|Implemented in this survey?|
In June 2005, the Australian Senate Community Affairs Committee released a report, titled "the cancer journey: informing choices". The committee was made up of 2 Senators from the governing coalition parties, 3 from the opposition party and 1 independent. The report examines the key areas of multi-disciplinary and integrated service delivery and the use of complementary and alternative treatments. It made 33 recommendations aimed at improving treatment choices and outcomes for cancer patients.
Australia's health care system is often accused of being fragmented and uncoordinated. This is said to create real quality and access problems for patients with illnesses such as cancer which require care over extended periods of time, by multiple providers in a variety of public and private care settings. The Senate report aims to highlight those issues and recommend ways in which they can be addressed. The overarching focus of the recommendations is to provide patients with more information about available treatment and support services, and to create greater financial incentives for providers to offer multidisciplinary care.
In cancer care there often appears to be a dichotomy between the doctors and patients attitudes towards treatment options; doctors tend to stick with scientifically proven treatments whereas patients are often looking for the most promising options in order to improve their odds. However, lack of data and the cost of less conventional or adjuvant therapies creates frustration and uncertainty for patients too. The Senate inquiry aimed to shed some light on these issues and look at these problems from the point of view of patients.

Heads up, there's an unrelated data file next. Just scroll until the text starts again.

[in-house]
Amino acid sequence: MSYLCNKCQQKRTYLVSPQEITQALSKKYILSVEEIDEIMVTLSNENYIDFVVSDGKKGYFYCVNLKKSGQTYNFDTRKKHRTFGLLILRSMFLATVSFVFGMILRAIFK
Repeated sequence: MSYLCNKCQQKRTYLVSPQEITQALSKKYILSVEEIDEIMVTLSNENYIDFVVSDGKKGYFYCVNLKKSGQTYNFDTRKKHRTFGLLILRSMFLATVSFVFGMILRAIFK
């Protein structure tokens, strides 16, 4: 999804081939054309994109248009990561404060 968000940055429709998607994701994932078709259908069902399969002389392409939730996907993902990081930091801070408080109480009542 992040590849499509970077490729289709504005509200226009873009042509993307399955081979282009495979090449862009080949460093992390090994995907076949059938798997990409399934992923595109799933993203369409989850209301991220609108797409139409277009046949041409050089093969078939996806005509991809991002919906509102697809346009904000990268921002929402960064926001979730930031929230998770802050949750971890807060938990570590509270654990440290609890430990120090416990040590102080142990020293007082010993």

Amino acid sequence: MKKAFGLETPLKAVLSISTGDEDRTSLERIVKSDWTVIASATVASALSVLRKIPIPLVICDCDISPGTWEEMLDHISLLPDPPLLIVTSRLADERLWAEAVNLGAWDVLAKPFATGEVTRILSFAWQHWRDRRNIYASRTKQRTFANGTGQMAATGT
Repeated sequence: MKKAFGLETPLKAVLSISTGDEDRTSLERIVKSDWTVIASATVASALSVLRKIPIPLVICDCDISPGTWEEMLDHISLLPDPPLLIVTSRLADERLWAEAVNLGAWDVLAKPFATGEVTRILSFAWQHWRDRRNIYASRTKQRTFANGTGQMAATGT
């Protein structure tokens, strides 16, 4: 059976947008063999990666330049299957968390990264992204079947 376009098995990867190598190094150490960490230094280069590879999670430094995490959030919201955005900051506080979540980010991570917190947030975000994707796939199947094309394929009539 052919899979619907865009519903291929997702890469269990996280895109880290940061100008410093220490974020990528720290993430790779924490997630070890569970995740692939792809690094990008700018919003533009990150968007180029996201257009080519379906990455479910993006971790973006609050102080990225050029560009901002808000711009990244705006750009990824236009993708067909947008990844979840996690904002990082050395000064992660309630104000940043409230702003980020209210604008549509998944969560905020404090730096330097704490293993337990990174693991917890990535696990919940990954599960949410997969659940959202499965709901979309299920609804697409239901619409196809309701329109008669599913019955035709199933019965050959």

The report's recommendations create a number of incentives. In particular the recommendations call for:
Cancer-care patients, Cancer-care providers
|Degree of Innovation||traditional||innovative|
|Degree of Controversy||consensual||highly controversial|
|Structural or Systemic Impact||marginal||fundamental|
|Public Visibility||very low||very high|
Obviously it is too early to tell, but the recommendations have the potential to make a significant difference to the information that patients are given and are designed to give them more power over their treatment and care options.